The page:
Riboflavin (Vitamin B-2)

Photograph of Riboflavin under the microscope

View a second image of riboflavin.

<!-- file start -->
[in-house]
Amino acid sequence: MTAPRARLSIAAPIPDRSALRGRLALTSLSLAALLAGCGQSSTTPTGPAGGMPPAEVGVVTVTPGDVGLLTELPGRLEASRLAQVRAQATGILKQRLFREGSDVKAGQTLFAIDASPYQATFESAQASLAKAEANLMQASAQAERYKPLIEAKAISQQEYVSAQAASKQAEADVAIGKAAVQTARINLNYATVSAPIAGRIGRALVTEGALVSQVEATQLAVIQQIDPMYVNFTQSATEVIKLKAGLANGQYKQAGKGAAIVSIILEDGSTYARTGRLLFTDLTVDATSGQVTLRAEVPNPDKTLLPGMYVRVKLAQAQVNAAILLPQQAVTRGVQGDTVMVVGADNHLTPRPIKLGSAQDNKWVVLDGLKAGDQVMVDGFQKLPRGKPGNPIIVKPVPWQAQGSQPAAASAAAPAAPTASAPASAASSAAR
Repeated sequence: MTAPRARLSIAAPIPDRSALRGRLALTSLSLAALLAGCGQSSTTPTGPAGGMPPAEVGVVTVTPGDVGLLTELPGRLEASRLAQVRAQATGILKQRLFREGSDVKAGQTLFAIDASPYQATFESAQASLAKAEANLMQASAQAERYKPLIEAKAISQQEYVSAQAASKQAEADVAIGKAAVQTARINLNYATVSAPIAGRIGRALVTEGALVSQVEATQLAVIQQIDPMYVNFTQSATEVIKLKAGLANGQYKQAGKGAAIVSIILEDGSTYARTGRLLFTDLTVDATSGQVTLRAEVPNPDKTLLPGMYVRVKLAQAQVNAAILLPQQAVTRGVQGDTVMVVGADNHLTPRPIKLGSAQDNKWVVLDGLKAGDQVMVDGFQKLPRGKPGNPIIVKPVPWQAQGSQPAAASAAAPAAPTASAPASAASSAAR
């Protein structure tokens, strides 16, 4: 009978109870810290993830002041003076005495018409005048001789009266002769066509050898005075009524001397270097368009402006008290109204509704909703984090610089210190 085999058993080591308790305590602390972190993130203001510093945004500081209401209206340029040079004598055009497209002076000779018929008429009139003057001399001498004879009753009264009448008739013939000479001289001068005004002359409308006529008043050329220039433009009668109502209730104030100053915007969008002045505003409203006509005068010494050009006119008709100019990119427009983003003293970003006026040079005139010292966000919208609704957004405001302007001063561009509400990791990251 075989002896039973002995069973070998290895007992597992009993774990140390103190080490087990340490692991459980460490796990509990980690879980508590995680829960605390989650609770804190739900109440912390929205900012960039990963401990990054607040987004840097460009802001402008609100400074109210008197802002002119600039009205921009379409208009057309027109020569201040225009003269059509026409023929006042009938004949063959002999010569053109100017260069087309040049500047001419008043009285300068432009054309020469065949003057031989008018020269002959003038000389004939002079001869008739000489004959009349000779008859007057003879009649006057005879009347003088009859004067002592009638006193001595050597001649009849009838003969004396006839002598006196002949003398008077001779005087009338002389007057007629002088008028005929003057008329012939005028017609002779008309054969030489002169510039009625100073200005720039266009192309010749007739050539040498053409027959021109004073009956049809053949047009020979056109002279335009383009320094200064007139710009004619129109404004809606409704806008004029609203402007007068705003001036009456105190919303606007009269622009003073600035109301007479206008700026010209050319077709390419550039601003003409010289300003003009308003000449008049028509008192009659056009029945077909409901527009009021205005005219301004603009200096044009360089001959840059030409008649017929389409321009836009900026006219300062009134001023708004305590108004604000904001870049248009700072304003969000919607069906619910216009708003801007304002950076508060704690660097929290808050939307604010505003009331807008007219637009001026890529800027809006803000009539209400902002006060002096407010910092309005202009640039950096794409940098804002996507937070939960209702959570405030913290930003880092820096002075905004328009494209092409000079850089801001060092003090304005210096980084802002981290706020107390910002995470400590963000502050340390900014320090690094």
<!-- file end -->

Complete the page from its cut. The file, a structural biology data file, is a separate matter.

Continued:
Riboflavin is a water-soluble vitamin that was named from the Latin word flavius (yellow) to denote the deep color of crystals formed from the pure vitamin and the deep yellow color it gives to urine. Biochemically, riboflavin is metabolized to form the flavin coenzymes: flavin adenine dinucleotide (FAD) and flavin mononucleotide (FMN). The functional moiety in both coenzymes is riboflavin's isoalloxazine ring system, which serves as a two-electron acceptor in enzymatic biochemical reductions. Enzymes that use a flavin cofactor are termed "flavoproteins" and have been extensively studied. Common sources of riboflavin are almonds, yeast, cheese, eggs, chicken, beef, kidney, liver, and wheat germ. Clinically, riboflavin promotes normal growth, helps with the breakdown of fat, and assists in the synthesis of steroids, red blood cells, and glycogen. Symptoms associated with riboflavin deficiency are inflammation of the tongue, light sensitivity, itching, dizziness, insomnia, and slow learning.

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